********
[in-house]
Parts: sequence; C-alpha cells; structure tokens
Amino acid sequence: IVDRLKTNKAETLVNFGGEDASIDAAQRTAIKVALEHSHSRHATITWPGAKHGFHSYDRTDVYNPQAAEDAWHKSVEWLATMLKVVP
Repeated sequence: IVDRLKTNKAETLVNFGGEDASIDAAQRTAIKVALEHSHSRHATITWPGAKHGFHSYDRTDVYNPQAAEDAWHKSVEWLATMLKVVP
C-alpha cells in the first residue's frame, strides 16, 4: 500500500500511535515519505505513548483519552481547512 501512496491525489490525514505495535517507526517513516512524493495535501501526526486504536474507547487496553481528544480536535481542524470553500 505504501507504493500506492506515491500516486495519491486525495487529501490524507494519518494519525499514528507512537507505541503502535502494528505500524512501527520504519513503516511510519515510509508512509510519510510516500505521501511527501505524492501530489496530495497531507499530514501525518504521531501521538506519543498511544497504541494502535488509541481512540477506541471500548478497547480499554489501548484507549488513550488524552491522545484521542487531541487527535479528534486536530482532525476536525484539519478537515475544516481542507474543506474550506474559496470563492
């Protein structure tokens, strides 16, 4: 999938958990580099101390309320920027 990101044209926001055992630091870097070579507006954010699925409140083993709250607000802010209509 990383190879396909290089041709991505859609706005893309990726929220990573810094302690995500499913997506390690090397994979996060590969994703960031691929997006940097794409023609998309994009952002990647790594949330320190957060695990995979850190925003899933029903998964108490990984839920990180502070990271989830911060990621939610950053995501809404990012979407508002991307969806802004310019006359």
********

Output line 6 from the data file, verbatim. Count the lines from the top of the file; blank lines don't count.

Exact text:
């Protein structure tokens, strides 16, 4: 999938958990580099101390309320920027 990101044209926001055992630091870097070579507006954010699925409140083993709250607000802010209509 990383190879396909290089041709991505859609706005893309990726929220990573810094302690995500499913997506390690090397994979996060590969994703960031691929997006940097794409023609998309994009952002990647790594949330320190957060695990995979850190925003899933029903998964108490990984839920990180502070990271989830911060990621939610950053995501809404990012979407508002991307969806802004310019006359």